Re:Well, let's just make shiat up. (1)

mattack2 (1165421) | about 3 years ago | (#37474782)

So, something in which most of the world believes?

(Unfortunately, for the latter.)

Re:Well, let's just make shiat up. (0)

Anonymous Coward | about 3 years ago | (#37472750)

Are you just trolling? I'd say bravo, but the fact is you don't make any sense at all. It's the summary that says it, the GP quoted, and I don't know how in the world you would figure out that the submitter was full of beans from the summary alone without verifying that TFA doesn't include the quoted text.

So, please, enlighten us with your critical thinking skills.

Re:Well, let's just make shiat up. (1)

_0xd0ad (1974778) | about 3 years ago | (#37472708)

I don't believe a publisher would not be aware of Confessions of a Dangerous Mind

How was that unauthorized? Wiki says he sold the rights to it to Columbia Pictures.

Re:Well, let's just make shiat up. (1)

Chris Mattern (191822) | about 3 years ago | (#37473436)

Well, if that doesn't qualify, surely this [wikipedia.org] does.

Re:Well, let's just make shiat up. (0)

Anonymous Coward | about 3 years ago | (#37474788)

Well, if that doesn't qualify, surely this [wikipedia.org] does.

No, wikipedia says "Although it is labeled "Unauthorized" for humor, the book is in fact official". Are you trying to BS people on purpose?

So who will buy a copy? (1)

PastTense (150947) | about 3 years ago | (#37472142)

So who will buy a copy? I expect the major audience--hackers--will universally pick up a copy off torrents, Usenet, IRC or a cyberlocker.

Re:So who will buy a copy? (1)

jellomizer (103300) | about 3 years ago | (#37472220)

Hackers are a minority. Liberal Hippies are a huge market that they can make big money off of. They think they are so smart that they can out think capitalism. The capitalist know that and use it to make money off of them.

Re:So who will buy a copy? (0)

Anonymous Coward | about 3 years ago | (#37472382)

If with "hackers" you mean freetards, then yes, you are right. Then there are the leftards, the ones that love moral aberrations such as Assange. They may pay for it. Some.

It's about the goal, not about a face (1)

El_Muerte_TDS (592157) | about 3 years ago | (#37472160)

I don't care about Julian Assange as a person. He's just a face for Wikileaks. It's their goal which is important. This autobiography is just means to fund the goal. You might as well buy some expensive stickers from their webstore.

Re:It's about the goal, not about a face (1)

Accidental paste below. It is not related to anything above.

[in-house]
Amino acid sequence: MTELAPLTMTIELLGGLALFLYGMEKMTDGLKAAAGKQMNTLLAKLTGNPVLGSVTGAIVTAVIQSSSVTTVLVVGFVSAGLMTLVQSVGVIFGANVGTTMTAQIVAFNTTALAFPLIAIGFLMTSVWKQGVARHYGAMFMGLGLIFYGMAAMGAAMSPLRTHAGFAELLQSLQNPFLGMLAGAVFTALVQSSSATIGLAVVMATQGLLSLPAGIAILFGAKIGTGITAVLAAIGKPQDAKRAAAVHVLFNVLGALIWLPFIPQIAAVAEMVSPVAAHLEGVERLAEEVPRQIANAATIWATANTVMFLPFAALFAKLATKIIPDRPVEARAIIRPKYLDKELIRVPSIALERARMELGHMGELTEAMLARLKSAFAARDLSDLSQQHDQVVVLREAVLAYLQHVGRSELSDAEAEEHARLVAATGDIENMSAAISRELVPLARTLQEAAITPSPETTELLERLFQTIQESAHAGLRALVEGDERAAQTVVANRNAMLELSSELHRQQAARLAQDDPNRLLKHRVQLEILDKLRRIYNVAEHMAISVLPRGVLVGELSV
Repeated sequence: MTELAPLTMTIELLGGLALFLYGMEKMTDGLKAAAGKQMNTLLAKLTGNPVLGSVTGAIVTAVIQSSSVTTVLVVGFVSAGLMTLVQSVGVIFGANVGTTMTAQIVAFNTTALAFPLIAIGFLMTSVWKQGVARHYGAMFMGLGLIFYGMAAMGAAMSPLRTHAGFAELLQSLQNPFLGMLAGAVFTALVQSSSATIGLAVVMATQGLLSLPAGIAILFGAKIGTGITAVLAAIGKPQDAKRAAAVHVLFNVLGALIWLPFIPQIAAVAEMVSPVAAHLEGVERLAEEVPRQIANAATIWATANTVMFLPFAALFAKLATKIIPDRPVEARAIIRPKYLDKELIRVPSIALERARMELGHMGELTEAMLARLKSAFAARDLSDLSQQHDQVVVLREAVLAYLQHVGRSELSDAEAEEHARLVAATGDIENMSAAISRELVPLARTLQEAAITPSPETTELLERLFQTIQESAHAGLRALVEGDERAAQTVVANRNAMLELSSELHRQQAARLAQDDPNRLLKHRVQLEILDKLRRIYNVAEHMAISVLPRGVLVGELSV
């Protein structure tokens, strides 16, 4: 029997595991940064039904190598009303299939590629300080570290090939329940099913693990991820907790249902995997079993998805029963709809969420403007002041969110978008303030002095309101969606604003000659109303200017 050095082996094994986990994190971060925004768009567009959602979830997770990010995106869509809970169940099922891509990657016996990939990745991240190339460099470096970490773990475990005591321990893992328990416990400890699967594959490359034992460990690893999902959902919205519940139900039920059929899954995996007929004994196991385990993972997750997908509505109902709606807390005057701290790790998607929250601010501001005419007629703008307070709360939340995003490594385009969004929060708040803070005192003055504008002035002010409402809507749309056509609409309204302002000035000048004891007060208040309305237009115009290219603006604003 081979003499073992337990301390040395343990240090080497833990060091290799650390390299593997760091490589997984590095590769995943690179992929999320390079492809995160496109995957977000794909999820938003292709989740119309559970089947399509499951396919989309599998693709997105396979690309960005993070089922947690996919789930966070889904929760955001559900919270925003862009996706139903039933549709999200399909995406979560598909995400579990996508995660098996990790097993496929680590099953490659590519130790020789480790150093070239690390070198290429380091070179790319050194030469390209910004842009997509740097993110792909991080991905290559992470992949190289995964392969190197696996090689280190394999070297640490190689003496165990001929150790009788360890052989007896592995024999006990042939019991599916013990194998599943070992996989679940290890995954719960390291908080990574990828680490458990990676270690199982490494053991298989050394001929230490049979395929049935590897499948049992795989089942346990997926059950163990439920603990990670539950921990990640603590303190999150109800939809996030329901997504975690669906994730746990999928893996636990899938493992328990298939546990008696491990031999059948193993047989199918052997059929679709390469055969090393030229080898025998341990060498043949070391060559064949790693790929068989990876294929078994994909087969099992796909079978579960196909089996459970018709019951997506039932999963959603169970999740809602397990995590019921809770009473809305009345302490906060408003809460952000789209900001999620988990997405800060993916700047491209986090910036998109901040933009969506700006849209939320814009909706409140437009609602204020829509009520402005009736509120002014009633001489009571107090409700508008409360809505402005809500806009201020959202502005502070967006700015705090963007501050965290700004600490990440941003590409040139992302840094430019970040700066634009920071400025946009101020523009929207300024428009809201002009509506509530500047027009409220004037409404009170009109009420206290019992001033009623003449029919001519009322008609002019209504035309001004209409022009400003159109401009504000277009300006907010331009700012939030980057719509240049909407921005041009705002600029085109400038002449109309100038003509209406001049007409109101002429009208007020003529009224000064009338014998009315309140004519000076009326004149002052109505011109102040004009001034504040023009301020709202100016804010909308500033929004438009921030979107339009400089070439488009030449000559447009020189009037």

cobrausn (1915176) | about 3 years ago | (#37472226)

To you, maybe. He thinks a bit higher of himself. After all, he thinks his (paid) memoirs should be "one of the unifying documents of our generation."

Re:It's about the goal, not about a face (2, Funny)

Anonymous Coward | about 3 years ago | (#37472560)

Thanks for the head's-up on the budget - I had no idea we wasted so much money on NASA.

Re:It's about the goal, not about a face (1)

Doc Ruby (173196) | about 3 years ago | (#37475528)

Thanks for the head's-up on the budget - I had no idea we wasted so much money on NASA.

Or how much Americans have paid into programmes like Social Security out of every paycheck that we're entitled to get back, like when we retire.

Re:It's about the goal, not about a face (0)

Anonymous Coward | about 3 years ago | (#37476436)

you're totally entitled to what you've paid in. one dime more? fuck off.

Re:It's about the goal, not about a face (1)

Doc Ruby (173196) | about 3 years ago | (#37476450)

I'm entitled to the interest, too. You fucking Teabaggers are nothing but thieves.

ironic - IP taken from Assange (1)

peter303 (12292) | about 3 years ago | (#37472222)

Who would do a thing like that?

Re:ironic - IP taken from Assange (1)

dredwerker (757816) | about 3 years ago | (#37472786)

Who would do a thing like that?

I read that as someone taken his IP address. Makes much more sense as intellectual property :)

Ironic is the right word? (0)

Anonymous Coward | about 3 years ago | (#37472228)

A better article title? "Wikileaks editor's autobiography leaked" or "Leaker's life leaked" :D I kid I kid

Heh. Karma does exist. (0)

Anonymous Coward | about 3 years ago | (#37472520)

Couldn't happen to a better jackass. Probably won't sell, though.

Drama Queens Rule Our Society (1)

BJ_Covert_Action (1499847) | about 3 years ago | (#37472754)

See comment title. 'Nuff said.

hih? (0)

Anonymous Coward | about 3 years ago | (#37472858)

Is Julian Assange a slimeball?